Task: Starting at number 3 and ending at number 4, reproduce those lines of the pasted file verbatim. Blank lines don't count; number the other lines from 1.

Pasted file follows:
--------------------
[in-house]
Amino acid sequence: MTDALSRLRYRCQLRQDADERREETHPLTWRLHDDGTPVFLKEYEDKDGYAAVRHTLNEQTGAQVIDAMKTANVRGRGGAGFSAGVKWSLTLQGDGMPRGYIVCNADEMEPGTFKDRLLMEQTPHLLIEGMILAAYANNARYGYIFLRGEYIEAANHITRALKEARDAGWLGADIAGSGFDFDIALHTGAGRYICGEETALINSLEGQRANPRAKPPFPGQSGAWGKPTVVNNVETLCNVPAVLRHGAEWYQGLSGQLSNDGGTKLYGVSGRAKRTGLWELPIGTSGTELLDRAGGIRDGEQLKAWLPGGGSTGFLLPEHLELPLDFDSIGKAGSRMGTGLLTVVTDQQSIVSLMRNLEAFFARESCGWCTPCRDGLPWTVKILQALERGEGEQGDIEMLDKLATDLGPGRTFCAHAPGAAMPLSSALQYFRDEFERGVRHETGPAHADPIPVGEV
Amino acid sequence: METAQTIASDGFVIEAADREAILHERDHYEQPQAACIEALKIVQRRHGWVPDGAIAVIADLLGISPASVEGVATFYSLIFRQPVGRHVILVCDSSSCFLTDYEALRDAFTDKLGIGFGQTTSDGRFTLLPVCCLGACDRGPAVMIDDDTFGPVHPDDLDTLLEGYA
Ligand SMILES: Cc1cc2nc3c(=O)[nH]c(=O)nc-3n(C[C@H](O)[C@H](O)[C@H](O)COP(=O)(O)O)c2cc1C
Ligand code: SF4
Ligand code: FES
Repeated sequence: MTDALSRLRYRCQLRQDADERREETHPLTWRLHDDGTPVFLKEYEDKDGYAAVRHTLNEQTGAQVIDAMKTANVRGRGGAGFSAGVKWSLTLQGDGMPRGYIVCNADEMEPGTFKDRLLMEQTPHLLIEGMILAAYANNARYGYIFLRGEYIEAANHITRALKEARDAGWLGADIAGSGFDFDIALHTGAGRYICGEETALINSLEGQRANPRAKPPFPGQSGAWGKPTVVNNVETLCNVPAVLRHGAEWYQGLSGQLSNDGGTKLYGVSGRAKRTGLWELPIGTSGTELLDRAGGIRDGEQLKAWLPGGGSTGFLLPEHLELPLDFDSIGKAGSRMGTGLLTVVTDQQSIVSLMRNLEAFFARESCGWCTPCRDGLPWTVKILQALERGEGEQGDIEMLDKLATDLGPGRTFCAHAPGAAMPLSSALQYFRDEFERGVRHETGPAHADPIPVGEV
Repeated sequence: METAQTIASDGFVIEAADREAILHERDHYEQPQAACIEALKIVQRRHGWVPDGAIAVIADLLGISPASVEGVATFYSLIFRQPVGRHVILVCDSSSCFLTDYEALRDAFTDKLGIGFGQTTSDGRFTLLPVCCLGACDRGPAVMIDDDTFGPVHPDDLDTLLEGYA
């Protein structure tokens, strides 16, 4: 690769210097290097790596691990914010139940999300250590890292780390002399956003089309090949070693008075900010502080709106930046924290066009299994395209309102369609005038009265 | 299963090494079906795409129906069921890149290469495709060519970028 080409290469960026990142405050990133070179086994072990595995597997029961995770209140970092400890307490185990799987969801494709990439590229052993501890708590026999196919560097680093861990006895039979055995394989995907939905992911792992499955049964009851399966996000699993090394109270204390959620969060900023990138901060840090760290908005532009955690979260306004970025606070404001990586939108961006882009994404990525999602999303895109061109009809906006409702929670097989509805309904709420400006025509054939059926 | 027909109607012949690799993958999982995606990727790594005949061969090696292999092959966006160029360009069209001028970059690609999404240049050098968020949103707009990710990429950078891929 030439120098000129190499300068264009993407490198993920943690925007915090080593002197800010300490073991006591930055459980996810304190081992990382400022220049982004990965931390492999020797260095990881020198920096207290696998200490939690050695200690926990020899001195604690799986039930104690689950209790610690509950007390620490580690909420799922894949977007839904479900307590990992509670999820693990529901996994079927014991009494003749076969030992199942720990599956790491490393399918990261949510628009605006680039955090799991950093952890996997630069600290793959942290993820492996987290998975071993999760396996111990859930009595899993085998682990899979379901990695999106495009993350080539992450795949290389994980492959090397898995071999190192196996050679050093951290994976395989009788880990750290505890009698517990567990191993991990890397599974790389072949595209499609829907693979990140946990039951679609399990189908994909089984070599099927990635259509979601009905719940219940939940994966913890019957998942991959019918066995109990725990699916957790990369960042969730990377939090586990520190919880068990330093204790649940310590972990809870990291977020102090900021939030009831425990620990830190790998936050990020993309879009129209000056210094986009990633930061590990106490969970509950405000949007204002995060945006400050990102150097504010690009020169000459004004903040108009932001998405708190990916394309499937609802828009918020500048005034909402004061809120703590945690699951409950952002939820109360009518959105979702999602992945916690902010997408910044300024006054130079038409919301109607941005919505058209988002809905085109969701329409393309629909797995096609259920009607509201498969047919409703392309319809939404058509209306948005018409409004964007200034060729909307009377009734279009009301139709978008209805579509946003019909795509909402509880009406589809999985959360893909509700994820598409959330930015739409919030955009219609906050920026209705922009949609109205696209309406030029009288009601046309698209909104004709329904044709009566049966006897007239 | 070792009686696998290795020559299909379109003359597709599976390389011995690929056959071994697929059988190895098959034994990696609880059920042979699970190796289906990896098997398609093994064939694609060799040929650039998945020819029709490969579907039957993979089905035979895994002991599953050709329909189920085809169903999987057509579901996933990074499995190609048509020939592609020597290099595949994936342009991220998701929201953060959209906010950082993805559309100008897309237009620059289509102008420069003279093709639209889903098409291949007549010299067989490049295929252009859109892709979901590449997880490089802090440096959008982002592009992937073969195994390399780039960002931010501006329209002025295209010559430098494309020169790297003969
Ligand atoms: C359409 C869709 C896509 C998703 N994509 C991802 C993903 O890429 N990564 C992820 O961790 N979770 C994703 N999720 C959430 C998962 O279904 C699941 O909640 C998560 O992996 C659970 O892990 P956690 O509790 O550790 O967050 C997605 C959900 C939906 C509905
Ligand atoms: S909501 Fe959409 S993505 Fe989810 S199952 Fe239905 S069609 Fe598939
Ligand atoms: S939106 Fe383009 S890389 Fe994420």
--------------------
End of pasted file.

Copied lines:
Amino acid sequence: METAQTIASDGFVIEAADREAILHERDHYEQPQAACIEALKIVQRRHGWVPDGAIAVIADLLGISPASVEGVATFYSLIFRQPVGRHVILVCDSSSCFLTDYEALRDAFTDKLGIGFGQTTSDGRFTLLPVCCLGACDRGPAVMIDDDTFGPVHPDDLDTLLEGYA
Ligand SMILES: Cc1cc2nc3c(=O)[nH]c(=O)nc-3n(C[C@H](O)[C@H](O)[C@H](O)COP(=O)(O)O)c2cc1C